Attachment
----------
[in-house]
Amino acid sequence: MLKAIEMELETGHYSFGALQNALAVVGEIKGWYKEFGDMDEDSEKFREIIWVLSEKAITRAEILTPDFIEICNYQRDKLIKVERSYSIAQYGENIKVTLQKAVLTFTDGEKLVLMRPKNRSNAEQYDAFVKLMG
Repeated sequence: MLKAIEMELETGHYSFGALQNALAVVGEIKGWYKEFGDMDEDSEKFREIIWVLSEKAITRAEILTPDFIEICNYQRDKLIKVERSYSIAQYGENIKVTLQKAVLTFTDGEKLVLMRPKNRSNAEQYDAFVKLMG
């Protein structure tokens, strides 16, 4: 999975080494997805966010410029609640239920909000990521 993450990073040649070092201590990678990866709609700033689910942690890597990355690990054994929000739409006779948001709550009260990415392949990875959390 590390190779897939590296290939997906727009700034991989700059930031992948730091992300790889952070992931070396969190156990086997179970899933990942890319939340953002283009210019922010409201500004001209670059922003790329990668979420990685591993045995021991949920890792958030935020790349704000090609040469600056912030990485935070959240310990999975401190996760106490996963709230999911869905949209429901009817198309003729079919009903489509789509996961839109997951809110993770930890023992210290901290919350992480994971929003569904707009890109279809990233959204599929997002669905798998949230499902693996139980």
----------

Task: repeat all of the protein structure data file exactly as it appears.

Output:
[in-house]
Amino acid sequence: MLKAIEMELETGHYSFGALQNALAVVGEIKGWYKEFGDMDEDSEKFREIIWVLSEKAITRAEILTPDFIEICNYQRDKLIKVERSYSIAQYGENIKVTLQKAVLTFTDGEKLVLMRPKNRSNAEQYDAFVKLMG
Repeated sequence: MLKAIEMELETGHYSFGALQNALAVVGEIKGWYKEFGDMDEDSEKFREIIWVLSEKAITRAEILTPDFIEICNYQRDKLIKVERSYSIAQYGENIKVTLQKAVLTFTDGEKLVLMRPKNRSNAEQYDAFVKLMG
């Protein structure tokens, strides 16, 4: 999975080494997805966010410029609640239920909000990521 993450990073040649070092201590990678990866709609700033689910942690890597990355690990054994929000739409006779948001709550009260990415392949990875959390 590390190779897939590296290939997906727009700034991989700059930031992948730091992300790889952070992931070396969190156990086997179970899933990942890319939340953002283009210019922010409201500004001209670059922003790329990668979420990685591993045995021991949920890792958030935020790349704000090609040469600056912030990485935070959240310990999975401190996760106490996963709230999911869905949209429901009817198309003729079919009903489509789509996961839109997951809110993770930890023992210290901290919350992480994971929003569904707009890109279809990233959204599929997002669905798998949230499902693996139980």